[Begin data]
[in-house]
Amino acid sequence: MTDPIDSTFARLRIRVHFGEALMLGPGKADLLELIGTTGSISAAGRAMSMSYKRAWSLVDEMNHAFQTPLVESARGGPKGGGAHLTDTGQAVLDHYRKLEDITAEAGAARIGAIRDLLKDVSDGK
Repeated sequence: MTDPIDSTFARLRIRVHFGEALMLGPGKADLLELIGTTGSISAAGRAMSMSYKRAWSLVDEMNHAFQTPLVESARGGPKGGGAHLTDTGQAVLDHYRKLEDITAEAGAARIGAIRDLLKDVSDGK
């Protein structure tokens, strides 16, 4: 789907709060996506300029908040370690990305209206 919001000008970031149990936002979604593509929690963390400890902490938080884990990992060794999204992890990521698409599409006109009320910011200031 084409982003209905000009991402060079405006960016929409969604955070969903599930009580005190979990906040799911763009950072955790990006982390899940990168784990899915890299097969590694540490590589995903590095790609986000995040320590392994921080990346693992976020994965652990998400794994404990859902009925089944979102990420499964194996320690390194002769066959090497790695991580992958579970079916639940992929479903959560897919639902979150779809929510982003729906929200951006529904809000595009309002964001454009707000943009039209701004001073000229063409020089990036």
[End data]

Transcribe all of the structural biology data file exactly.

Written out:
[in-house]
Amino acid sequence: MTDPIDSTFARLRIRVHFGEALMLGPGKADLLELIGTTGSISAAGRAMSMSYKRAWSLVDEMNHAFQTPLVESARGGPKGGGAHLTDTGQAVLDHYRKLEDITAEAGAARIGAIRDLLKDVSDGK
Repeated sequence: MTDPIDSTFARLRIRVHFGEALMLGPGKADLLELIGTTGSISAAGRAMSMSYKRAWSLVDEMNHAFQTPLVESARGGPKGGGAHLTDTGQAVLDHYRKLEDITAEAGAARIGAIRDLLKDVSDGK
């Protein structure tokens, strides 16, 4: 789907709060996506300029908040370690990305209206 919001000008970031149990936002979604593509929690963390400890902490938080884990990992060794999204992890990521698409599409006109009320910011200031 084409982003209905000009991402060079405006960016929409969604955070969903599930009580005190979990906040799911763009950072955790990006982390899940990168784990899915890299097969590694540490590589995903590095790609986000995040320590392994921080990346693992976020994965652990998400794994404990859902009925089944979102990420499964194996320690390194002769066959090497790695991580992958579970079916639940992929479903959560897919639902979150779809929510982003729906929200951006529904809000595009309002964001454009707000943009039209701004001073000229063409020089990036």